While yields of the Emerging Markets (EM) Aggregate maintain a useful explanatory relationship with future returns, the absolute correlation values are notably delayed when comparing results with the Global and U.S. Aggregate indices. EM Aggregate correlations reach 0.89, higher than that of the U.S. High Yield and unhedged Global Aggregate, but this correlation is not reached until a much later period (1.88 times the initial duration).
ANALYSIS—DIFFERING RATE ENVIRONMENTS
Taking the correlation analysis one step further, we examine the relationship between index yields and future returns in different rate environments. Using the U.S. Aggregate as the underlying index, we defined each data point as “increasing,” “decreasing,” or “stable” based on the directional move between the beginning and ending period YTW. Since the period between 1980 and today featured mostly declining rates, most observations fell into the “decreasing” category.
Despite differing rate regimes, the relationship between initial YTW and subsequent returns remains largely intact. Expectedly, there is significant noise in the “increasing” category due to lack of observations. However, the correlations across all categories follow a similar pattern—reaching a maximum at a time horizon that is consistent with the initial duration. Only in the “stable” rate environment does peak correlation occur moderately sooner than the rest (0.71 times initial duration (Figure 3)).
Figure 2: Correlations Across Indexes
As of date ranges listed in Figures 1–5.
Source: T. Rowe Price.
Figure 3: Correlation Between Initial YTW and Subsequent Total Returns
January 1, 1976, Through March 30, 2018.
Source for underlying data: Barclays POINT.
- For certain indices and time horizons, investors are well-supported in using current bond index yields to forecast future returns. Historical data confirm this to be a useful and largely accurate expectation.
- However, this estimation methodology is less reliable when applied to lower-quality and currency-exposed bond indices.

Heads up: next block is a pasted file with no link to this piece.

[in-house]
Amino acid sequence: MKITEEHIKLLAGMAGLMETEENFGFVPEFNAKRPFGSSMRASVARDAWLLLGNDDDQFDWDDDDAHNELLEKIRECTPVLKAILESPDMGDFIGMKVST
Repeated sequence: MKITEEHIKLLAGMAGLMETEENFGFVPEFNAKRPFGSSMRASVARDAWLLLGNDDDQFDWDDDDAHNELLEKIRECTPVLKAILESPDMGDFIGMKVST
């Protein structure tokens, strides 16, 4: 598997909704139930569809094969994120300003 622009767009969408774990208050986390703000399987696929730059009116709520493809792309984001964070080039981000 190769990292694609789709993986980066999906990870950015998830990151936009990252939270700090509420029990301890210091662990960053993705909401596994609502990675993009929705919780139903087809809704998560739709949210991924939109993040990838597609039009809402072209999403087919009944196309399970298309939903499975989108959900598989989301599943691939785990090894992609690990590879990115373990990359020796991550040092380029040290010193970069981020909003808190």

- While a given Treasury or investment-grade credit index may remain relatively stable in terms of issuer creditworthiness and sector composition, lower-quality and global indices may not. This difference has important implications for the ability to use an index’s current yield as a forecasting mechanism. In the cases examined above, the index yield versus realized return relationship can be significantly weakened or may present itself in an unexpected time horizon.
- Overall, yields tend to do a poorer job of predicting future total returns for below investment-grade and unhedged bond indices, underscoring the difficulty facing investors in developing expected return estimates for those segments. Dynamic management and/ or currency hedging may prove beneficial in these instances.
This material is being furnished for general informational purposes only. The material does not constitute or undertake to give advice of any nature, including fiduciary investment advice, and prospective investors are recommended to seek independent legal, financial and tax advice before making any investment decision. T. Rowe Price group of companies including T. Rowe Price Associates, Inc. and/or its affiliates receive revenue from T. Rowe Price investment products and services. Past performance is not a reliable indicator of future performance. The value of an investment and any income from it can go down as well as up. Investors may get back less than the amount invested.
The material does not constitute a distribution, an offer, an invitation, a personal or general recommendation or solicitation to sell or buy any securities in any jurisdiction or to conduct any particular investment activity. The material has not been reviewed by any regulatory authority in any jurisdiction.